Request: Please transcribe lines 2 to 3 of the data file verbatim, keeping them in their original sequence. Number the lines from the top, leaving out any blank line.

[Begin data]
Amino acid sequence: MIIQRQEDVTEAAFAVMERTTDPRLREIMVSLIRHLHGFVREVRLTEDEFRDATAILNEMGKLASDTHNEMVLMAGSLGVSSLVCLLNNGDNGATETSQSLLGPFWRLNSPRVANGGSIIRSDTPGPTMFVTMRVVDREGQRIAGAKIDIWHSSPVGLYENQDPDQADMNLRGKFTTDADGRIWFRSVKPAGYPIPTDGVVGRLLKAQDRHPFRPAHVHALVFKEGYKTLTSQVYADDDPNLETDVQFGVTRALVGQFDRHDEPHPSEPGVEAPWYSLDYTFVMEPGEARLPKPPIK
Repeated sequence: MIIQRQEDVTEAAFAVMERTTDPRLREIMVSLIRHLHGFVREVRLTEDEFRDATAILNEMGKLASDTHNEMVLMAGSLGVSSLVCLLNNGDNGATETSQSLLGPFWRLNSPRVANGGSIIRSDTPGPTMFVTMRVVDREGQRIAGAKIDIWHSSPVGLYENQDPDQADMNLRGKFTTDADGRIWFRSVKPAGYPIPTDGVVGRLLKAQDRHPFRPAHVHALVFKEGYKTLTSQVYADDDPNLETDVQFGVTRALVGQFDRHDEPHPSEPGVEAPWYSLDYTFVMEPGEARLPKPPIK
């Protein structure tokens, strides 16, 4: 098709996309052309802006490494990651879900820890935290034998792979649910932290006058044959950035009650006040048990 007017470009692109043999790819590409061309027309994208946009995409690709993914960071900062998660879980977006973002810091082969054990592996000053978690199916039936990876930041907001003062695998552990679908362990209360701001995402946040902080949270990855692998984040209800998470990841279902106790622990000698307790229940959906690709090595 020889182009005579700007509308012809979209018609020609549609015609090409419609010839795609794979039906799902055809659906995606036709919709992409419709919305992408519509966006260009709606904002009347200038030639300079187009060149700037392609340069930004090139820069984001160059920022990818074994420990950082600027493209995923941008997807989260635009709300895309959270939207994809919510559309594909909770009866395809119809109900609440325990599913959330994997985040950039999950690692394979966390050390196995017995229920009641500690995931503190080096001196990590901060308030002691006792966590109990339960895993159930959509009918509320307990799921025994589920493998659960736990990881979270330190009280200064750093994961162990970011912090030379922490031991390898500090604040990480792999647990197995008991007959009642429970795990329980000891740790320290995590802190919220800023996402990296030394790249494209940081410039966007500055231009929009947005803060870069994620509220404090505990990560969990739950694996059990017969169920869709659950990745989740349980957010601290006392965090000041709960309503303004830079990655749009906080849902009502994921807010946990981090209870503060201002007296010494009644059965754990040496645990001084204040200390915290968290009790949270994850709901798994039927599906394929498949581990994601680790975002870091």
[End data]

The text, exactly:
Repeated sequence: MIIQRQEDVTEAAFAVMERTTDPRLREIMVSLIRHLHGFVREVRLTEDEFRDATAILNEMGKLASDTHNEMVLMAGSLGVSSLVCLLNNGDNGATETSQSLLGPFWRLNSPRVANGGSIIRSDTPGPTMFVTMRVVDREGQRIAGAKIDIWHSSPVGLYENQDPDQADMNLRGKFTTDADGRIWFRSVKPAGYPIPTDGVVGRLLKAQDRHPFRPAHVHALVFKEGYKTLTSQVYADDDPNLETDVQFGVTRALVGQFDRHDEPHPSEPGVEAPWYSLDYTFVMEPGEARLPKPPIK
């Protein structure tokens, strides 16, 4: 098709996309052309802006490494990651879900820890935290034998792979649910932290006058044959950035009650006040048990 007017470009692109043999790819590409061309027309994208946009995409690709993914960071900062998660879980977006973002810091082969054990592996000053978690199916039936990876930041907001003062695998552990679908362990209360701001995402946040902080949270990855692998984040209800998470990841279902106790622990000698307790229940959906690709090595 020889182009005579700007509308012809979209018609020609549609015609090409419609010839795609794979039906799902055809659906995606036709919709992409419709919305992408519509966006260009709606904002009347200038030639300079187009060149700037392609340069930004090139820069984001160059920022990818074994420990950082600027493209995923941008997807989260635009709300895309959270939207994809919510559309594909909770009866395809119809109900609440325990599913959330994997985040950039999950690692394979966390050390196995017995229920009641500690995931503190080096001196990590901060308030002691006792966590109990339960895993159930959509009918509320307990799921025994589920493998659960736990990881979270330190009280200064750093994961162990970011912090030379922490031991390898500090604040990480792999647990197995008991007959009642429970795990329980000891740790320290995590802190919220800023996402990296030394790249494209940081410039966007500055231009929009947005803060870069994620509220404090505990990560969990739950694996059990017969169920869709659950990745989740349980957010601290006392965090000041709960309503303004830079990655749009906080849902009502994921807010946990981090209870503060201002007296010494009644059965754990040496645990001084204040200390915290968290009790949270994850709901798994039927599906394929498949581990994601680790975002870091």